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Tags 2020 elections , Democratic primaries , iowa caucus , political predictions , political speculation , presidential candidates

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Old 10th February 2020, 08:59 PM   #321
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Originally Posted by pgwenthold View Post
Not really, because in order to do so, you have to come up with a clear definition of "democratic," and that just isn't possible.

Martin Gardner used to write a lot about this. In a multi-person run off, there is no inherently "correct" way to select the winner
Once I read about "the election theorem", I spent a lot less time thinking about how to run the perfect election.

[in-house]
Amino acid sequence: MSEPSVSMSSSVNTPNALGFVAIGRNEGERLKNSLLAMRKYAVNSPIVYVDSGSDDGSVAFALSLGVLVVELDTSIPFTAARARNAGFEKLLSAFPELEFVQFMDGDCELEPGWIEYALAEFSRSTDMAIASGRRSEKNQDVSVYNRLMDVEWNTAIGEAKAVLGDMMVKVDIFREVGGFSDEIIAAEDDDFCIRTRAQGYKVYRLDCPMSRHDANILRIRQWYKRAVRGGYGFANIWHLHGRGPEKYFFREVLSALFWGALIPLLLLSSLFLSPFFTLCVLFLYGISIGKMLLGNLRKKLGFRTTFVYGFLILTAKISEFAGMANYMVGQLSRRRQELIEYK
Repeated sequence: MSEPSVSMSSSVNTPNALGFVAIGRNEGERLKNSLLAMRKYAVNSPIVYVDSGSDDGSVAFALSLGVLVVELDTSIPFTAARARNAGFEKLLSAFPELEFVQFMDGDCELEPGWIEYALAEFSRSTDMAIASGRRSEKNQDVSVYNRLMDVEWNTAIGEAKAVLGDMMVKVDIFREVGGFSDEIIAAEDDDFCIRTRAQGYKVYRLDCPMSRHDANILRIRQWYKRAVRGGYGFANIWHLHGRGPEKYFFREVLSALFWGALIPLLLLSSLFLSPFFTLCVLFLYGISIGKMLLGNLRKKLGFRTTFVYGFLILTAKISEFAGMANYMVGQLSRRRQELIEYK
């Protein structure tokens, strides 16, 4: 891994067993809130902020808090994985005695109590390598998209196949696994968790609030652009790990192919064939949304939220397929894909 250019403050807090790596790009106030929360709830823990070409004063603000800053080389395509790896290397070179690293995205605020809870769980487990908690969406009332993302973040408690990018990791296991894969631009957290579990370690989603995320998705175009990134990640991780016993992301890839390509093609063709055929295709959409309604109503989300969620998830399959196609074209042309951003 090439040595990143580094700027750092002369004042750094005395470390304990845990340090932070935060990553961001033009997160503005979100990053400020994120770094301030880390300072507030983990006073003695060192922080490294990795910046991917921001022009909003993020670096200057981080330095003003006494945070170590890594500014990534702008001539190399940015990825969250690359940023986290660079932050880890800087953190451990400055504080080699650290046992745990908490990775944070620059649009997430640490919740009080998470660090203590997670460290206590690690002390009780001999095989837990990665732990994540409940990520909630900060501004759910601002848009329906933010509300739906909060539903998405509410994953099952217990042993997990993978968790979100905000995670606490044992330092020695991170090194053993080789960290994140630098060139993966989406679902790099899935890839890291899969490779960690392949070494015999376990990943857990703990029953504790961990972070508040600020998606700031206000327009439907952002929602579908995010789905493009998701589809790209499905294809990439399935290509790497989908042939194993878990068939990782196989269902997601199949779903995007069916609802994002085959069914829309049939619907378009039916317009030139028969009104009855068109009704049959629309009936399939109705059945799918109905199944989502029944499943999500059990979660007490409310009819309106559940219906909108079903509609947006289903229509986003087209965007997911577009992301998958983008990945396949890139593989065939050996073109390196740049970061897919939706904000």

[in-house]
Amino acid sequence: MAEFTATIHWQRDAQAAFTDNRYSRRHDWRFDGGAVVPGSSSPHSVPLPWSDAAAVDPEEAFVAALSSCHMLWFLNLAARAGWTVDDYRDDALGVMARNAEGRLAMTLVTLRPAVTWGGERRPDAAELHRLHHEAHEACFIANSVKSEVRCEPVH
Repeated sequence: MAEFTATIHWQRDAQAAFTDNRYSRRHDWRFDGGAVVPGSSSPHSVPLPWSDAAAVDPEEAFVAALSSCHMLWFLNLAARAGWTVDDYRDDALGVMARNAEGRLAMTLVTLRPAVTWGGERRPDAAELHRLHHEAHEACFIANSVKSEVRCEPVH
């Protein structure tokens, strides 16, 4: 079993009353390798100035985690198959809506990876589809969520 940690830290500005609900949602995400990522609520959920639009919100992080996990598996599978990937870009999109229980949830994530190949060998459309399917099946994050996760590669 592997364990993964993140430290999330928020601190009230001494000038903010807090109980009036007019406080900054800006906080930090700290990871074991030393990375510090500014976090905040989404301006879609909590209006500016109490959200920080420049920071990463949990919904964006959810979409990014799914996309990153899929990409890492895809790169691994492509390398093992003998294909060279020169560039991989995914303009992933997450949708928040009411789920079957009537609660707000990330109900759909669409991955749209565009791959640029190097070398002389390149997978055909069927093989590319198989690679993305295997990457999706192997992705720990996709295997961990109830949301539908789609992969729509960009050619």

I still think there are better ways, but I know there's no perfect way.

I think in modern America, though, our primary system is particularly bad because of the tendency to push people toward the extremes.
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Old 10th February 2020, 10:45 PM   #322
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I think Sanders is likely to keep chugging along picking up delegates fairly consistently while three moderates - Biden, Buttigieg and Klobuchar split the moderate vote. Of course, if the moderates and progressives pick a winner now and the others in their camp drop out then they should clean up, right?
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Old 11th February 2020, 01:07 AM   #323
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the number of people who turned out for the Sanders and Trump rallies is amazing.
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Old 11th February 2020, 05:14 AM   #324
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Originally Posted by angrysoba View Post